Campbell Law School announced Sep. 21 that it has received an $8 million gift, the largest in the school’s history and one of the biggest in the history of Campbell University. The gift, bestowed by Raleigh attorney Gene Boyce, will be dedicated to the school’s advocacy center, which has been renamed in Boyce’s honor.
Rich Leonard, dean of Campbell Law School, said that the funds would go toward the installation of state-of-the-art technology for the advocacy center, which will be housed in the space formerly occupied by the North Carolina Business Court. The money will also help expand opportunities for the school’s competition advocacy team to stand in more national, and potentially even international, competitions.
Boyce said he was attracted to Campbell’s advocacy program as a means of providing a well-rounded legal education to students, many of whom may not have any desire to pursue careers as litigators. The program is one that Leonard has championed since he became the school’s dean.
“What [Leonard] proposed, and I agree with him entirely, is that law students need to learn how to be a good advocate for a cause or a case that has little prospect of ever going into litigation,” Boyce said. “There’s a lot of legal practice that doesn’t involve the subject of litigation, and those people, as much as litigators, need to know the principles of good advocacy. And law schools have not been focusing on that to any extent and [Leonard’s] idea really appealed to me and stuck with me, and my desire is help him promote his idea.”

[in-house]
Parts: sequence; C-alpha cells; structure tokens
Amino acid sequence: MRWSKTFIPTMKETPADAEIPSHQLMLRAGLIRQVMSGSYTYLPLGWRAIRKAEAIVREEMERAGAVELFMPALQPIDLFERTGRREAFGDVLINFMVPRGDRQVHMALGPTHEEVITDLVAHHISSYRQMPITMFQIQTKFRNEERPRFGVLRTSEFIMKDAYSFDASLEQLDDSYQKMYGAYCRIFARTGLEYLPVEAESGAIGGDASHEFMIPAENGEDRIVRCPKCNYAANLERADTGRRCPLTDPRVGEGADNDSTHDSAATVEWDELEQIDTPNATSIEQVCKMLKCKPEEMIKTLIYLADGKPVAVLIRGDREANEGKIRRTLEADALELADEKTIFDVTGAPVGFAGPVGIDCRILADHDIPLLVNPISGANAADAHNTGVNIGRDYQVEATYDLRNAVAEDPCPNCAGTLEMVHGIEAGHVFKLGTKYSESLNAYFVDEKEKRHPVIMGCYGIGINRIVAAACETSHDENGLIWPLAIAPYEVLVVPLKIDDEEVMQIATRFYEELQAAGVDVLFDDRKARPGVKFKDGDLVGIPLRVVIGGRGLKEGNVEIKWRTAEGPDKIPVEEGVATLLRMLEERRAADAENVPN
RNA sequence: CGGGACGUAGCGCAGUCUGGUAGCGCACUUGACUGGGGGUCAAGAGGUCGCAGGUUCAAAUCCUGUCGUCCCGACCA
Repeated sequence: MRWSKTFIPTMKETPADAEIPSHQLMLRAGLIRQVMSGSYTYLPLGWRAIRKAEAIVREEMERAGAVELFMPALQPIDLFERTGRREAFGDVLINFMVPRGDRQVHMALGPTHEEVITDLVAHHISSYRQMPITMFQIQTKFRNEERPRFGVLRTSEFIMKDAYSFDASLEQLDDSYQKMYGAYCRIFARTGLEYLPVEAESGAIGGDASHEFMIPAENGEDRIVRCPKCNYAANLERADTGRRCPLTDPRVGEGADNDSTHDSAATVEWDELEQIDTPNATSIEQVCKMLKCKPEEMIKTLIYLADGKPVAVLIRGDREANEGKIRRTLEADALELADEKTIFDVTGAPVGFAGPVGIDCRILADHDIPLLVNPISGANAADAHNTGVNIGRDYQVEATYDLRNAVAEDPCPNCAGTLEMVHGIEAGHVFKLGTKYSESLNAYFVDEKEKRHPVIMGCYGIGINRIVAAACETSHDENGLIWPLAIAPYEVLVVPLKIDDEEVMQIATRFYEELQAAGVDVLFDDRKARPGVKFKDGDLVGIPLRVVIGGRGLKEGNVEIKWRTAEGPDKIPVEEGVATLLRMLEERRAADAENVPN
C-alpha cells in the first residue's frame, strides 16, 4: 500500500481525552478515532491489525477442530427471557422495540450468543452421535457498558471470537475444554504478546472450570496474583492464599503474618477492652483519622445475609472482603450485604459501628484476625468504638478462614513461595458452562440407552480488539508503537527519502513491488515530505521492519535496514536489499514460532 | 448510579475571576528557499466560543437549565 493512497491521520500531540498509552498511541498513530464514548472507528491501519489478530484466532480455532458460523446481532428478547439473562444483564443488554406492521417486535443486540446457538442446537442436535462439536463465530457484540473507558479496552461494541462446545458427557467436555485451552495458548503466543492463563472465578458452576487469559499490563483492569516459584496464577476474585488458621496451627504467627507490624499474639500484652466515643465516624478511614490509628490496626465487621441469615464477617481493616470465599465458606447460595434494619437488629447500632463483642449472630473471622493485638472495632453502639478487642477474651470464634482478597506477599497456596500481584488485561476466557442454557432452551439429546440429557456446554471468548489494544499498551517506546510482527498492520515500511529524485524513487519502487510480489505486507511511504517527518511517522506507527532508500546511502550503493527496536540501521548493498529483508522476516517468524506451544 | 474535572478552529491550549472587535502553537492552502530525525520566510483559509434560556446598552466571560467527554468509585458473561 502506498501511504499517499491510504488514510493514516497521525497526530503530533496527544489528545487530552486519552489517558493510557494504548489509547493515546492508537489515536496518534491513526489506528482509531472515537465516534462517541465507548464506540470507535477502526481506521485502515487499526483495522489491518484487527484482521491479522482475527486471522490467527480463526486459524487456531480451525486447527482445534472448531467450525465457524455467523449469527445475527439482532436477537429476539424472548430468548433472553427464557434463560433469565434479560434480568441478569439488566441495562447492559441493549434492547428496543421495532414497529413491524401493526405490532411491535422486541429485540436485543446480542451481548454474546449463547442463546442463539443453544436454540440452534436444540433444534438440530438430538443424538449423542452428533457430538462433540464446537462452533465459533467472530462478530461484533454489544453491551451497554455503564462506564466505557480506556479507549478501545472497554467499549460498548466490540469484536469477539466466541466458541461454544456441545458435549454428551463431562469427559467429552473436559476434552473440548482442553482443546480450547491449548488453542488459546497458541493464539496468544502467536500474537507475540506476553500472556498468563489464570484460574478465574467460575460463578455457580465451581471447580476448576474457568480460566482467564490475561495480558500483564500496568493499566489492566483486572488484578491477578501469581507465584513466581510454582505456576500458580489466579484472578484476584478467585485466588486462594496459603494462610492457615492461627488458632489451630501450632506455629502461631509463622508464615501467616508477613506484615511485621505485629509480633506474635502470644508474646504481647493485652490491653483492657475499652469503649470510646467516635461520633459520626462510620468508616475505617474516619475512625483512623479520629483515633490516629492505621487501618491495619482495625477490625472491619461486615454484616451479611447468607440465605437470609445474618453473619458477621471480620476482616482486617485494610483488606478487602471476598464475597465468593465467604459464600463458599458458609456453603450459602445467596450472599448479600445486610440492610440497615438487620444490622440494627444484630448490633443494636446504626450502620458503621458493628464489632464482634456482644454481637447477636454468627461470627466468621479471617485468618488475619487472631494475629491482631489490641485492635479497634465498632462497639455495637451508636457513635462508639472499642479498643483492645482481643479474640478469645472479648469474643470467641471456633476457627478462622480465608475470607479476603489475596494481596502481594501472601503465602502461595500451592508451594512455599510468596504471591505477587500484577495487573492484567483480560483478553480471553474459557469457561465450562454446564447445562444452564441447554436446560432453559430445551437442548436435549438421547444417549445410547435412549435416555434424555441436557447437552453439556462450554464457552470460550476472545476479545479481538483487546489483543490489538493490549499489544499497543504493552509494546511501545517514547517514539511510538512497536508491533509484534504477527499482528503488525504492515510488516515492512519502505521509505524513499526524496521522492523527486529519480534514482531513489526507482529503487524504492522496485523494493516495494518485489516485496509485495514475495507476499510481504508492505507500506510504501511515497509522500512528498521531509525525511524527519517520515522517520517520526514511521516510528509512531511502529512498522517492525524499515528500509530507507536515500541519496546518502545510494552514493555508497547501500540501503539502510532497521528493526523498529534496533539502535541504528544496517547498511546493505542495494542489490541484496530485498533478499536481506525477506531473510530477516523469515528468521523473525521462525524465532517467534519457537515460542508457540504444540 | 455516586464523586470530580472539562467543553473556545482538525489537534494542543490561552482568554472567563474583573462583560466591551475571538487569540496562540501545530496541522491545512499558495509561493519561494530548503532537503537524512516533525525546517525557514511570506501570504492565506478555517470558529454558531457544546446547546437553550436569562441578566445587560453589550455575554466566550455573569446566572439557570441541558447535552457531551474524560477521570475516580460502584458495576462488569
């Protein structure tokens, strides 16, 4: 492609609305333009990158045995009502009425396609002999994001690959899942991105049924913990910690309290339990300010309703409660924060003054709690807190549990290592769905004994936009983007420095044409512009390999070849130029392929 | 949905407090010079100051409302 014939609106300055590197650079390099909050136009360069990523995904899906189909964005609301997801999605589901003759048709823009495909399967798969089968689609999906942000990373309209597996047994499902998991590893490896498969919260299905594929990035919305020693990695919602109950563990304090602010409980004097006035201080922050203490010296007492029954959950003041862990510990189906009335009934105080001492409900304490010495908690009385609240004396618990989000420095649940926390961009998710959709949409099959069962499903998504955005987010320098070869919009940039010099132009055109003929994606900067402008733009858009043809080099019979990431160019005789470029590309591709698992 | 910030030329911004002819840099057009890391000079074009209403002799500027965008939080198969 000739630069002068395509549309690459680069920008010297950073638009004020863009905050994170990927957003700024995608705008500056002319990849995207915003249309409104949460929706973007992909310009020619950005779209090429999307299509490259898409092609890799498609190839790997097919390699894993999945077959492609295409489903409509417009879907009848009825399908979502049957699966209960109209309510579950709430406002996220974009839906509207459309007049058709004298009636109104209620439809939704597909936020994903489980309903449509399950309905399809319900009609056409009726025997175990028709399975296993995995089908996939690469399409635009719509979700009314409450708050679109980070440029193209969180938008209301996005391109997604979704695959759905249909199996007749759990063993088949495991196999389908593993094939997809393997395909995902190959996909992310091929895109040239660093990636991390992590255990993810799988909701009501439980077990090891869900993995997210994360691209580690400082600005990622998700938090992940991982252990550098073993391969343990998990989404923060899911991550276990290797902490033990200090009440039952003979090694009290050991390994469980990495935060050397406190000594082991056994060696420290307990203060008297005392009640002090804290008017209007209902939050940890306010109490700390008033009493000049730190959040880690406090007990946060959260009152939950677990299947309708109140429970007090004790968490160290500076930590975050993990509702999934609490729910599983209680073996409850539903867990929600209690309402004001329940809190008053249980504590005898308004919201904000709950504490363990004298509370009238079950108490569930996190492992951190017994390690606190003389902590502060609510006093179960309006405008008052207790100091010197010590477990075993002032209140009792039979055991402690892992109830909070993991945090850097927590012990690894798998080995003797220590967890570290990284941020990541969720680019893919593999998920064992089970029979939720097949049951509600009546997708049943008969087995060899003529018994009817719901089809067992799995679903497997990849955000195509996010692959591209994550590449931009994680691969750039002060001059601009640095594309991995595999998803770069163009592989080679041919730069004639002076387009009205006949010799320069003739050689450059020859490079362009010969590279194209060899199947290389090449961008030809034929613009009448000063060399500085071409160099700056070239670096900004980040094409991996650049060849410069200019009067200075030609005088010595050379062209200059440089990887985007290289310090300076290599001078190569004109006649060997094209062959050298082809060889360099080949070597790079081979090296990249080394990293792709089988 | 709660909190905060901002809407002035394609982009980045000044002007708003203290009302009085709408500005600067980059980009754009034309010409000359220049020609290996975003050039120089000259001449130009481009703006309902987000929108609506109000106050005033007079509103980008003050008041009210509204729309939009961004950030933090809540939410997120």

Most of the gift comes in the form of interest in land along the Neuse River in northern Raleigh. Leonard declined to specify the school’s plans for the land, but said that “It’s not terribly good for the law school just to hold it, so the plan is to figure out in some way how to turn it into some resources.”
Leonard, who described the gift as the culmination of a long process, called the advocacy program one of the school’s greatest strengths and said that the bequest would allow the center to replicate some of the most advanced evidence presentation technology that exists in courtrooms across the country and engage students in some of the most up-to-date interactive teaching techniques.
“We want all of our graduates coming out of here to be able to take an oral position, hold the floor, and win the day. Part of that is traditional courtroom advocacy, but it’s certainly not limited to that. We’re not training you just to go to the podium in a courtroom,” Leonard said. “We want people to be able to immediately recognize the skill set we gave you. I think that’s a critical part of what we teach here.”
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